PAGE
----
Essay on Stagnant Lives in Streetcar Named Desire and Glass Menagerie

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Stagnant Lives in Streetcar Named Desire and Glass Menagerie

The Stagnant Lives of Blanche DuBois and Amanda Wingfield "All of Williams' significant characters are pathetic victims--of time, of their own passions, of immutable circumstance" (Gantz 110). This assessment of Tennessee Williams' plays proves true when one looks closely at the characters of Blanche DuBois in A Streetcar Named Desire and Amanda Wingfield in The Glass Menagerie. Their lives run closely parallel to one another in their respective dramas. They reject their present lives, yet their methods of escape are dissimilar. Both women have lost someone they cared for, and so seek to hold, and unintentionally suffocate, those they have left.

A major
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This loss and the subsequent loss of her teaching position cause her to seek out her married sister, Stella.

When she arrives at Elysian Fields, she quickly realizes that her sister's home is not the haven she imagined it to be, but an entire different world that is totally unfamiliar to her. This realization, combined with the loss of Allan, causes her to cling desperately to her sister. She even goes so far as attempting to persuade Stella away from her husband, a plan that backfires, leaving Blanche more alone than ever. "The suffering and erosion of the past leave her with an incapacity for the present (Gilman 148).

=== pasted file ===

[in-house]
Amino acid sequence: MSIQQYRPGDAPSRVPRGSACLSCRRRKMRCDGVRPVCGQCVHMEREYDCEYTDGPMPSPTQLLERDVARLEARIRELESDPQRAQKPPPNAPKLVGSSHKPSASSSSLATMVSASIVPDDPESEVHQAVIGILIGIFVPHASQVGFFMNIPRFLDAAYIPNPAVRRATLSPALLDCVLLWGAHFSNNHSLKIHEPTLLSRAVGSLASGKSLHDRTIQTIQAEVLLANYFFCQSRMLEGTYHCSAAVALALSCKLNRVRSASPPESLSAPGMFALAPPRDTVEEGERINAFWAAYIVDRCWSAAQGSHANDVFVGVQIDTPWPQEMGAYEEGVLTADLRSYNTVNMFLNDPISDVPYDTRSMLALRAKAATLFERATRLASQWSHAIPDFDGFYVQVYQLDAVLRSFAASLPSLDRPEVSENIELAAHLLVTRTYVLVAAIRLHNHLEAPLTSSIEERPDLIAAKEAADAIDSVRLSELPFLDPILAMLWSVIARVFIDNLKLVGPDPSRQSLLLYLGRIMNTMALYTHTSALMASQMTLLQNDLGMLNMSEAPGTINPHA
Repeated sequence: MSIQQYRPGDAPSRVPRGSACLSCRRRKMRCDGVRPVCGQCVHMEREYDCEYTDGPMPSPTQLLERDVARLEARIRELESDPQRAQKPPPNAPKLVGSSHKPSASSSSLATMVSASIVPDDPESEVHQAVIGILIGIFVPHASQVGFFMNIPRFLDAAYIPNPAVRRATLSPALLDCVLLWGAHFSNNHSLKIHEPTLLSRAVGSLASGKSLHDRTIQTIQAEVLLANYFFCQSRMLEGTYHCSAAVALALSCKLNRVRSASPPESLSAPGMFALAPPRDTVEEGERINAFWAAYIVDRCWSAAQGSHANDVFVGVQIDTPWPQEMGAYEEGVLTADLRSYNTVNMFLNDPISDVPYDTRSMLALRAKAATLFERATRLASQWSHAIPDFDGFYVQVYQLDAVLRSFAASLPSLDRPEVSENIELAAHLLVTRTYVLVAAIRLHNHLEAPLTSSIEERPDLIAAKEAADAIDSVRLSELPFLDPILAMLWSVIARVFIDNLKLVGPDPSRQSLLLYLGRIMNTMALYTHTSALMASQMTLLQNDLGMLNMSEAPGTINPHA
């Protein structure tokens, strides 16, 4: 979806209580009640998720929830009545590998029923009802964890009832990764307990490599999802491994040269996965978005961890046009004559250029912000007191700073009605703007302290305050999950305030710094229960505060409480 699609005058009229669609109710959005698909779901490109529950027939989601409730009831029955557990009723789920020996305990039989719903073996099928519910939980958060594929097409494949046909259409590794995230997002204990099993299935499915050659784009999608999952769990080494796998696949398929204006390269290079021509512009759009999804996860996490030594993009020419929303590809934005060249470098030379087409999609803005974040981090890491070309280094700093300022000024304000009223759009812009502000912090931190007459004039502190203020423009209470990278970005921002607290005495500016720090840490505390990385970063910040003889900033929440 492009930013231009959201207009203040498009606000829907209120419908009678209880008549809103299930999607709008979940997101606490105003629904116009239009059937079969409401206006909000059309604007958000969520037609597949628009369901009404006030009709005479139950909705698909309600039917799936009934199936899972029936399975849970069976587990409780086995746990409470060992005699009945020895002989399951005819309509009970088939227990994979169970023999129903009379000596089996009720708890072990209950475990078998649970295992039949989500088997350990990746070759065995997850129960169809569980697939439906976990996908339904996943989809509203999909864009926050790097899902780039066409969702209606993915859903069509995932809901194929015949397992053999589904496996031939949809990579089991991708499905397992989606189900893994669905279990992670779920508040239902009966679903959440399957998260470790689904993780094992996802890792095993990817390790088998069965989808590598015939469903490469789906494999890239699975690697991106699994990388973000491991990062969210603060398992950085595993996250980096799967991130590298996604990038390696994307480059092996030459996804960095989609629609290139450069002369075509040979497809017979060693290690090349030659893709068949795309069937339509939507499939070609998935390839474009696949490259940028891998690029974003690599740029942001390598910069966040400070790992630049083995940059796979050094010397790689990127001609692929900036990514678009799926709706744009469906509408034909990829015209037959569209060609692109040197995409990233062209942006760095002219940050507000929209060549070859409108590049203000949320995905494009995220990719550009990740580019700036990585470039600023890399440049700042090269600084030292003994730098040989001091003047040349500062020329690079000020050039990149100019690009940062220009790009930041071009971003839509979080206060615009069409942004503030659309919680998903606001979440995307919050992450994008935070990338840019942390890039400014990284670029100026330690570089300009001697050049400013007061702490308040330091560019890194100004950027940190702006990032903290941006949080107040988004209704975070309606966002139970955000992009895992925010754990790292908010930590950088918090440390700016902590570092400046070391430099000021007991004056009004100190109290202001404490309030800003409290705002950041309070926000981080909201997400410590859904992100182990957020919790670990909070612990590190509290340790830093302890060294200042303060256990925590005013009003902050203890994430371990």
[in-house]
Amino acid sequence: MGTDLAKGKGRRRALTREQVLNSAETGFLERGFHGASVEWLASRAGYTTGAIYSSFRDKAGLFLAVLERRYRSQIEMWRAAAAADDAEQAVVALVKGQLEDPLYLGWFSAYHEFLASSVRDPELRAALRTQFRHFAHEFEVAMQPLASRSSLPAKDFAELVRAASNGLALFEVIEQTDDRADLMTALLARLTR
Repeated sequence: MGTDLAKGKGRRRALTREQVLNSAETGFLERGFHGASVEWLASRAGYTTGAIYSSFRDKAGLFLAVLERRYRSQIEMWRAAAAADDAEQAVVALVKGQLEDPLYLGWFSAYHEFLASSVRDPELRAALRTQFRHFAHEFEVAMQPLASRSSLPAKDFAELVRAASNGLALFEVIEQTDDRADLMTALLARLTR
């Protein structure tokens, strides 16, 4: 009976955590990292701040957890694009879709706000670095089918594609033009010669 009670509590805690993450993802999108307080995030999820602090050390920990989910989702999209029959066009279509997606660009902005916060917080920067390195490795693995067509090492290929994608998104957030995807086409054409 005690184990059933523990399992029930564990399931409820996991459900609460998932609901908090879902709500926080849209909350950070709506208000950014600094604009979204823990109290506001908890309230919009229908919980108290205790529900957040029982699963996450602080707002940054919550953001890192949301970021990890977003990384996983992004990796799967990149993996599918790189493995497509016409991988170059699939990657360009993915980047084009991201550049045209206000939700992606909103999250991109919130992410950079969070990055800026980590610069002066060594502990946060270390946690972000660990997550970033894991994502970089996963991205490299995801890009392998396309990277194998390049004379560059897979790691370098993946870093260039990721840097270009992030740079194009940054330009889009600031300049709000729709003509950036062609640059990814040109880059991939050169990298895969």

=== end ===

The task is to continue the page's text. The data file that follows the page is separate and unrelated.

Like Blanche's Belle Reve, the lost home of Amanda's youth, Blue Mountain, is forever on her mind, with its fairy-tale existence of governor's balls and gentlemen callers. "She floats in a mist of old recollections of gentle grace and decorum" (Clurman) Also similar to Blanche, Amanda has lost her husband. However, Amanda's spouse does not die; he deserts her and her two children. This event does not seem to scar her emotionally as the loss of Allan did Blanche because, "though deeply hurt be his desertion, Amanda considers her erstwhile husband the embodiment of romance, associating him with the happy time of her life at Blue Mountain" (Tischier 319). The small fatherless family now lives in the cramped apartment with only a
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